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Locally-made E-jeepney Set to Boost Philippine Circular Economy

Image credits: pna.gov.ph

Pee government statistics,  over 200,000 jeepneys are plying the roads of the Philippines, making them the foremost choice of public transportation. The name itself is derived from the smaller American army jeeps from which they’ve been initially modelled. Now, these numerous public rides are bound to get a drastic overhaul in terms of power consumption as locally-made electronic jeepneys are being introduced by the government to the Asian country’s general population.

As the world is focused on lowering carbon emissions prescribed in the Net-Zero 2050 Goals, the Philippine government is stepping up its plans to make a circular economy happen. Recently, the Department of Science and Technology (DOST) and the country’s leading clean energy industry body Electric Vehicle Association of the Philippines (EVAP)  introduced the locally-made 23-seater electric jeepney (e-jeepney) via a demo run in Alabang, Muntinlupa.

As per government data, the e-jeepney was made by the engineers of EVAP, while the research and development, and prototyping were funded by the DOST for PHP 4.9 million (US$ 93,350.24). This has been confirmed by Enrico Paringit, Executive Director DOST-Philippine Council for Industry, Energy, Emerging Technology Research and Development (DOST PCIEERD).

Moreover, Paringit disclosed that the private sector is starting to use the technology.  A local brand, for instance, has already committed to adopting the technology and manufacturing the 23-seater jeepney. In addition, the government leader also calls on other manufacturers to become early adopters.

We urge our friends from the industry to work together in this journey towards energising the transport sector for the successful adoption of e-vehicles. We call on our partners in government and in the private sector to come up with creative support mechanisms, like financing and leasing, so that the manufacturing of the vehicle or its components could be more attractive for investors, and will eventually benefit the operators and drivers and the riding public.

– Fortunato de la Peña, Secretary, Department of Science and Transportation

Further, the DOST, said de la Peña, has been pushing for environment-friendly initiatives and alternatives to promote a much more sustainable economy. The goal can be a lot easier to reach with the use of electric vehicles. As the DOST leader detailed electrifying the country’s transportation sector is one of the ways the country can free itself from the skyrocketing prices of fossil fuel and protect our environment at the same time.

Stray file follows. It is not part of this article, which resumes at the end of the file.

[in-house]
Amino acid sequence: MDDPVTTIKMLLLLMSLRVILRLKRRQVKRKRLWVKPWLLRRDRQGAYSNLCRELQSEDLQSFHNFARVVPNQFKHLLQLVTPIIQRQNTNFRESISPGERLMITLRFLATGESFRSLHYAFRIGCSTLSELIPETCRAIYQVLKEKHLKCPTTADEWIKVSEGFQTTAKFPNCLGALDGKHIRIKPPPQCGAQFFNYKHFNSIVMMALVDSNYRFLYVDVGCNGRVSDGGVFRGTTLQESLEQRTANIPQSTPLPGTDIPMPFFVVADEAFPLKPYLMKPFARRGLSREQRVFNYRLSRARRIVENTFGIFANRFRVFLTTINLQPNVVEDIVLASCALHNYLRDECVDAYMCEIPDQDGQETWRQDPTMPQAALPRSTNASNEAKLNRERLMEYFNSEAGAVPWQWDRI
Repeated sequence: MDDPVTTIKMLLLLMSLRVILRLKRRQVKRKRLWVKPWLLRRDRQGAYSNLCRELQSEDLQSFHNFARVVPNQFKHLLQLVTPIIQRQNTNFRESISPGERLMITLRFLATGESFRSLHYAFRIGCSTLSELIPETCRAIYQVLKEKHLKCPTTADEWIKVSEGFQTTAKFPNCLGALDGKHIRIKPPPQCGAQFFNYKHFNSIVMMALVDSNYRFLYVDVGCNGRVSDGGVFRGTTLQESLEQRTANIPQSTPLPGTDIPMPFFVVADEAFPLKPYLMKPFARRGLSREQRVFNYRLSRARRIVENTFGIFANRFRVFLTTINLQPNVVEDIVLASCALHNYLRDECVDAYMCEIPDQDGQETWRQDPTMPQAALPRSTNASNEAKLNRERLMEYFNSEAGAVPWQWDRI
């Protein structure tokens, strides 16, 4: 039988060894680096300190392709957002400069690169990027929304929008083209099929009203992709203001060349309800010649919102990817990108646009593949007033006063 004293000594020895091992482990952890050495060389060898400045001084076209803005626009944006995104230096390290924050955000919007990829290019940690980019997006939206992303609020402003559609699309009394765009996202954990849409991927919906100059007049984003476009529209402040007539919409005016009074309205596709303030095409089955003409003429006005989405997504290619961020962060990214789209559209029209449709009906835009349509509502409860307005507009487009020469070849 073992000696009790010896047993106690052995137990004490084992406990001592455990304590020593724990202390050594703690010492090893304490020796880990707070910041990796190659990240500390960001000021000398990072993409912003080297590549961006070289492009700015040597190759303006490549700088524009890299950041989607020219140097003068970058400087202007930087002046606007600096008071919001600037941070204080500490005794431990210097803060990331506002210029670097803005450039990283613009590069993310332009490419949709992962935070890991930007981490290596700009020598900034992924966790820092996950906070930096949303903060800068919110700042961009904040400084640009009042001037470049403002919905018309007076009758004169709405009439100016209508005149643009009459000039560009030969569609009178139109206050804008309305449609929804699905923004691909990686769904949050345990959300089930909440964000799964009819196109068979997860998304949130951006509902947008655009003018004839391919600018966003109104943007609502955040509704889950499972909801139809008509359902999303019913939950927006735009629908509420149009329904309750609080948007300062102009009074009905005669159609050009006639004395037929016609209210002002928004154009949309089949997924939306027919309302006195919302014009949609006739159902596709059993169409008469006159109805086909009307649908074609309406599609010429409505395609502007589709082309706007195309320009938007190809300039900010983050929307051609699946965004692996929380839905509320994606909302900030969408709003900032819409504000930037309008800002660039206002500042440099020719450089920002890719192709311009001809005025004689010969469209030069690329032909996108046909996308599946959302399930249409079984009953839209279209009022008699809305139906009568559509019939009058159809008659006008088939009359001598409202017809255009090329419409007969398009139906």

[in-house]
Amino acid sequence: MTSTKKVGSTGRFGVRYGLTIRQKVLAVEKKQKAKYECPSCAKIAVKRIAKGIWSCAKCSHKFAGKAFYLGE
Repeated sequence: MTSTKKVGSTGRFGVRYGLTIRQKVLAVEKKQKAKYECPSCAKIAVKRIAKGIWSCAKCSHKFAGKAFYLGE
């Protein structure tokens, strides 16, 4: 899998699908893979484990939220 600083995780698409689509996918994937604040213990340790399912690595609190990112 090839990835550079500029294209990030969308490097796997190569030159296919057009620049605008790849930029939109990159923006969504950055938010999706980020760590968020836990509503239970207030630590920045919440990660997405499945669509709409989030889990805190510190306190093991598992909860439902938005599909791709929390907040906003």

According to de la Peña, EVAP studied and developed battery charging and swapping systems using lithium-ion batteries, as well as a workable operations template that involves fleet operations and the collection of daily loan amortisation.

The e-jeepney has a lot of advantages when it comes to promoting a circular economy. For one, it features low-carbon electric vehicle technology and production standards. To make it all happen, however, standardisation of common parts and components is crucial to drive down costs, ensure safety and assure reliability, the industry leader detailed.

Paringit, meanwhile, acknowledged that the project would not be possible without the Filipino team assembling and supplying the e-vehicle parts and components. Having the e-jeepney would help reduce the country’s reliance on fossil fuels and improve the air quality in communities, he added.

Digital transformation is key in making a circular economy happen faster. Already, digitalisation has been crucial in allowing the country’s top tax-collecting bodies to function despite the pandemic. For instance, it has become the main driver of the Bureau of Internal Revenue’s success. The agency was able to post substantial numbers in spite of the fact that people are caught in a seemingly endless cycle of lockdowns.

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